Fire & Flower Holdings Corp. (TSX: FAF) (OTCQX: FFLWF) has filed for granted creditor protection because of high losses every year since operations started.
Due to intense competition from the legal and illegal market as well as high operational costs, the company decided to file for protection under the Companies’ Creditors Arrangement Act (CCAA).
The company said on Tuesday it has been actively seeking additional financing to support its operations. On May 26, Fire & Flower enlisted a financial advisor to explore strategic options, including various financing alternatives.
To finance the CCAA proceedings and meet short-term working capital needs, the Fire & Flower Group has entered into a facility agreement with 2707031 Ontario Inc., an affiliate of Alimentation Couche-Tard Inc. (TSE: ATD).
The lender has agreed to provide a loan of $9.8 million and it will be available under certain conditions.
The initial order includes a stay of proceedings for the Fire & Flower Group, approval of the loan and the appointment of FTI Consulting Canada Inc. as the group’s monitor. This order will enable the group to work with the monitor to streamline its operations and conduct a court-supervised sales process.
Despite the current challenges, the company’s board of directors and management will continue to oversee the day-to-day operations under the general supervision of the monitor.
However, it is expected that the Toronto Stock Exchange will put the company under delisting review. The outcome of this review is uncertain at this time.
$200M in losses since 2018
In the application to the CCAA, CEO Stephane Trudel mentioned that the company has been running at a deficit since 2018. Recently, the company experienced operating losses of $83.4 million in the fiscal year ending December 2022. Trudel attributed these losses to regulatory constraints and margin pressure.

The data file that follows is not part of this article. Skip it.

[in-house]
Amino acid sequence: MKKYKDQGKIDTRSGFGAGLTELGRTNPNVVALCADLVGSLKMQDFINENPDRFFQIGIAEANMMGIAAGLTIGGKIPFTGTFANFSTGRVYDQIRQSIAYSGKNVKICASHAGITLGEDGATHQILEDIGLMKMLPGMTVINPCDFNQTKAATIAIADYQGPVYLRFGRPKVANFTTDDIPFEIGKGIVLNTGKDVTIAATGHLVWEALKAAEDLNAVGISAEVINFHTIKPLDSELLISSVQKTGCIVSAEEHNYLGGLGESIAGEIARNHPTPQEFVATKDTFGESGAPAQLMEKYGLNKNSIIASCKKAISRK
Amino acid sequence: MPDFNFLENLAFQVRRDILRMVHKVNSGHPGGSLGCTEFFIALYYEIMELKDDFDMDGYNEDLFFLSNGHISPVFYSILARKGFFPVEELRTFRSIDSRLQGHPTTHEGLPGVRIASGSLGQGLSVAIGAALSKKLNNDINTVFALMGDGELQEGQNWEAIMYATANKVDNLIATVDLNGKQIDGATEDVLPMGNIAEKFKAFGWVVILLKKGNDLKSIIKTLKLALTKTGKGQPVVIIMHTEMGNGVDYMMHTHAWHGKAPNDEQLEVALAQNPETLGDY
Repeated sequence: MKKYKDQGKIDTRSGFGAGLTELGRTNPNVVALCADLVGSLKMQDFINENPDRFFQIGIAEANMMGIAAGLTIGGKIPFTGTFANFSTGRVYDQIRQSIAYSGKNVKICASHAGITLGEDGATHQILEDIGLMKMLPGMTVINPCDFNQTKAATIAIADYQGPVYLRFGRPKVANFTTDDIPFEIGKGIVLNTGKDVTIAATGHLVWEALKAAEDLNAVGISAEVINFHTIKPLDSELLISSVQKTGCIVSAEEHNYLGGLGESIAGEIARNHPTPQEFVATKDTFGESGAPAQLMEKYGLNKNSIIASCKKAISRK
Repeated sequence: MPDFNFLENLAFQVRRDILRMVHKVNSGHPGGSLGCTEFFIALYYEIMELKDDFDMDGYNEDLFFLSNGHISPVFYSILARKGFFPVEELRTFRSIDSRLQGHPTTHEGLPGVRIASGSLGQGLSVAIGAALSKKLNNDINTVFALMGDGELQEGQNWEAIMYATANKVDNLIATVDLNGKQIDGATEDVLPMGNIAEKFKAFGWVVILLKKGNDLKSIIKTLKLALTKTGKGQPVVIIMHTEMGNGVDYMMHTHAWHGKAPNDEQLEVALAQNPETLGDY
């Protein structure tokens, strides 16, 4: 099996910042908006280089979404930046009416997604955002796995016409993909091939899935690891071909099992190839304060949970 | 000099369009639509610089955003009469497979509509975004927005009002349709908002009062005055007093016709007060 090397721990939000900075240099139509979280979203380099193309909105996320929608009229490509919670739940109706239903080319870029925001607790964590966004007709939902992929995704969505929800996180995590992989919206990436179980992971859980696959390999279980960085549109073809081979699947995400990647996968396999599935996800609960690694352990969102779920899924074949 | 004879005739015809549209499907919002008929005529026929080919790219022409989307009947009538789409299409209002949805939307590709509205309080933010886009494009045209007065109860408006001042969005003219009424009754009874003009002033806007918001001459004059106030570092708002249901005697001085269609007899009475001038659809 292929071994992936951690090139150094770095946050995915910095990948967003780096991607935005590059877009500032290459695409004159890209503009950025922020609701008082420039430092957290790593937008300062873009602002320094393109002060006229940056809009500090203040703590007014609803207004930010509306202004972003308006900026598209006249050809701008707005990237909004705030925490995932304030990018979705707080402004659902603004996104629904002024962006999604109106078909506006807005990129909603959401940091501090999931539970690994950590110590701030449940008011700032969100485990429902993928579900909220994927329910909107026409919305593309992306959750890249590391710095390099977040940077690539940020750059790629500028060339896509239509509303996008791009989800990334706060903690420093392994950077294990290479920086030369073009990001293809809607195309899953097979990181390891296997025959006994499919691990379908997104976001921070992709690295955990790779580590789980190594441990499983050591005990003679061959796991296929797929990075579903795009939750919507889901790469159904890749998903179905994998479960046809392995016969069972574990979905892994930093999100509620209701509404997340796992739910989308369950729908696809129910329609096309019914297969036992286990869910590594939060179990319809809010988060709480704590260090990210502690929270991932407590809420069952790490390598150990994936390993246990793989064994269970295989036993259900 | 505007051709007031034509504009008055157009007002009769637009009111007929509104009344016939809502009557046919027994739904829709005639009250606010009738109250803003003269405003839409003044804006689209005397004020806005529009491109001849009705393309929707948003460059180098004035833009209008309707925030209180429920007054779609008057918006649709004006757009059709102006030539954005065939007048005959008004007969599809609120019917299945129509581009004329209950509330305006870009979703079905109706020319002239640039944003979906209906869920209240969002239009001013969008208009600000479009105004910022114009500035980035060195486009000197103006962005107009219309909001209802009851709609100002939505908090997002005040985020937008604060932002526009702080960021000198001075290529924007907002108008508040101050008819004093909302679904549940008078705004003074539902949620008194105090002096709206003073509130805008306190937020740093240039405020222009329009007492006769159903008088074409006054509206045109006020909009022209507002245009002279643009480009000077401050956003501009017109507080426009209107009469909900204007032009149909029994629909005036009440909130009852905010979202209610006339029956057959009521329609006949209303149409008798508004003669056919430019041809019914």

Overall, the company has incurred cumulative losses exceeding $200 million since 2018.
Furthermore, the company’s available cash has been steadily diminishing over the years. As of March 31, the company’s current liabilities amounted to over $50.8 million, while its current assets, including a mere $8.2 million in cash, totalled $38 million. Trudel noted that the cash position has further deteriorated since then.
Roughly half of the company’s total liabilities are associated with leases for retail stores, some of which were unprofitable due to the government’s denial of cannabis sale licenses. These stores were subsequently sublet for alternative purposes. The company intends to reduce costs by eliminating these non-profitable leased stores, referred to as “dead leases.”
Since 2021, the company has relied primarily on warrants and debt financing from its largest shareholder, ACT Investor, a subsidiary of Alimentation Couche-Tard, for external investment.
Trudel mentioned that in April, discussions were held with competitors and financial institutions regarding potential funding or acquisitions, but these attempts were unsuccessful.
Downfall attributed to competition, high operational costs
Trudel attributed Fire & Flower’s downfall to the proliferation of retail cannabis stores, the illicit market and provincial operators. He said that retailers were unaware that numerous cannabis retailers would be in close proximity to their stores. Additionally, retailers face competition from the illicit market, which sells cannabis products that do not comply with the strict regulations of the Cannabis Act.
The company is seeking a stay on its liabilities until Sept. 1 and requests permission to secure additional debtor loans for the purpose of restructuring.
The cannabis retailer operates 91 stores across Canada that employ 774 people. It also runs a distribution service, digital platforms and other software products related to the industry. It owns Pineapple Express Delivery Inc., Hifyre Inc. and Friendly Stranger Holdings Corp.
Other cannabis retailers have filed for creditor protection this year such as Dutch Love which was recently acquired by SNDL Inc. (NASDAQ: SNDL). Under the agreement, SNDL paid 1.5 million in cash to Lightbox Express (dba Dutch Love) and 3.3 million in common shares for a total of $7.8 million.